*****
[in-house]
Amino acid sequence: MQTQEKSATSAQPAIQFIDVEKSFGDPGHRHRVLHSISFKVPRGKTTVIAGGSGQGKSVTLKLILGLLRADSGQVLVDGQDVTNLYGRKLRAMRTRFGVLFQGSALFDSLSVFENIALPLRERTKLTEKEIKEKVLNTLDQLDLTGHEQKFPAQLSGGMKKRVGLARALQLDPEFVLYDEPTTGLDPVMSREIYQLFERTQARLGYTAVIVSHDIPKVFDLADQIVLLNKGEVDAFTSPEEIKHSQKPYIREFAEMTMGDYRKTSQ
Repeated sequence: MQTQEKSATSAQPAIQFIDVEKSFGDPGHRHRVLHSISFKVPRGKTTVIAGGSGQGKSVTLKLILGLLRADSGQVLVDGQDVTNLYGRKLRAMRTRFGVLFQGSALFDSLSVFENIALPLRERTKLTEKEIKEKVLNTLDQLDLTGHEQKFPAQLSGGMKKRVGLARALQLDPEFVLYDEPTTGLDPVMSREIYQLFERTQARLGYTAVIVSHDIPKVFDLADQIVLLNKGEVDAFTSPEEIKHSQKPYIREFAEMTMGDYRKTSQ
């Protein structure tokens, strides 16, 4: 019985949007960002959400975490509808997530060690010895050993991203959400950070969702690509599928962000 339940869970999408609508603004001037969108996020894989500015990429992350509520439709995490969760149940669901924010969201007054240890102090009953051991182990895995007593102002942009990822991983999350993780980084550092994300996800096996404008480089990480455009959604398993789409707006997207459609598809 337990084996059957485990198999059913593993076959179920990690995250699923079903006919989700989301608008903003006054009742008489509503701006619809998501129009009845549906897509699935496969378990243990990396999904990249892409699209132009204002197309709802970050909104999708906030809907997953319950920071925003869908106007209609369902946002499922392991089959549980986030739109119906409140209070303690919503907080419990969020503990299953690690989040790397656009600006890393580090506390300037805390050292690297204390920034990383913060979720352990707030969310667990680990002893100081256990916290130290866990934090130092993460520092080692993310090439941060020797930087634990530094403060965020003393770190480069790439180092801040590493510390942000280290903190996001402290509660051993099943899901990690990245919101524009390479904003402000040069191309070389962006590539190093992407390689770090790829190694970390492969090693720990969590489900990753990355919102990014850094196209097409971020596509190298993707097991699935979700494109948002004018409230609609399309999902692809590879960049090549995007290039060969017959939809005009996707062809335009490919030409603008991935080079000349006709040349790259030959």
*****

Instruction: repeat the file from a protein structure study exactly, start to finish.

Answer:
[in-house]
Amino acid sequence: MQTQEKSATSAQPAIQFIDVEKSFGDPGHRHRVLHSISFKVPRGKTTVIAGGSGQGKSVTLKLILGLLRADSGQVLVDGQDVTNLYGRKLRAMRTRFGVLFQGSALFDSLSVFENIALPLRERTKLTEKEIKEKVLNTLDQLDLTGHEQKFPAQLSGGMKKRVGLARALQLDPEFVLYDEPTTGLDPVMSREIYQLFERTQARLGYTAVIVSHDIPKVFDLADQIVLLNKGEVDAFTSPEEIKHSQKPYIREFAEMTMGDYRKTSQ
Repeated sequence: MQTQEKSATSAQPAIQFIDVEKSFGDPGHRHRVLHSISFKVPRGKTTVIAGGSGQGKSVTLKLILGLLRADSGQVLVDGQDVTNLYGRKLRAMRTRFGVLFQGSALFDSLSVFENIALPLRERTKLTEKEIKEKVLNTLDQLDLTGHEQKFPAQLSGGMKKRVGLARALQLDPEFVLYDEPTTGLDPVMSREIYQLFERTQARLGYTAVIVSHDIPKVFDLADQIVLLNKGEVDAFTSPEEIKHSQKPYIREFAEMTMGDYRKTSQ
């Protein structure tokens, strides 16, 4: 019985949007960002959400975490509808997530060690010895050993991203959400950070969702690509599928962000 339940869970999408609508603004001037969108996020894989500015990429992350509520439709995490969760149940669901924010969201007054240890102090009953051991182990895995007593102002942009990822991983999350993780980084550092994300996800096996404008480089990480455009959604398993789409707006997207459609598809 337990084996059957485990198999059913593993076959179920990690995250699923079903006919989700989301608008903003006054009742008489509503701006619809998501129009009845549906897509699935496969378990243990990396999904990249892409699209132009204002197309709802970050909104999708906030809907997953319950920071925003869908106007209609369902946002499922392991089959549980986030739109119906409140209070303690919503907080419990969020503990299953690690989040790397656009600006890393580090506390300037805390050292690297204390920034990383913060979720352990707030969310667990680990002893100081256990916290130290866990934090130092993460520092080692993310090439941060020797930087634990530094403060965020003393770190480069790439180092801040590493510390942000280290903190996001402290509660051993099943899901990690990245919101524009390479904003402000040069191309070389962006590539190093992407390689770090790829190694970390492969090693720990969590489900990753990355919102990014850094196209097409971020596509190298993707097991699935979700494109948002004018409230609609399309999902692809590879960049090549995007290039060969017959939809005009996707062809335009490919030409603008991935080079000349006709040349790259030959």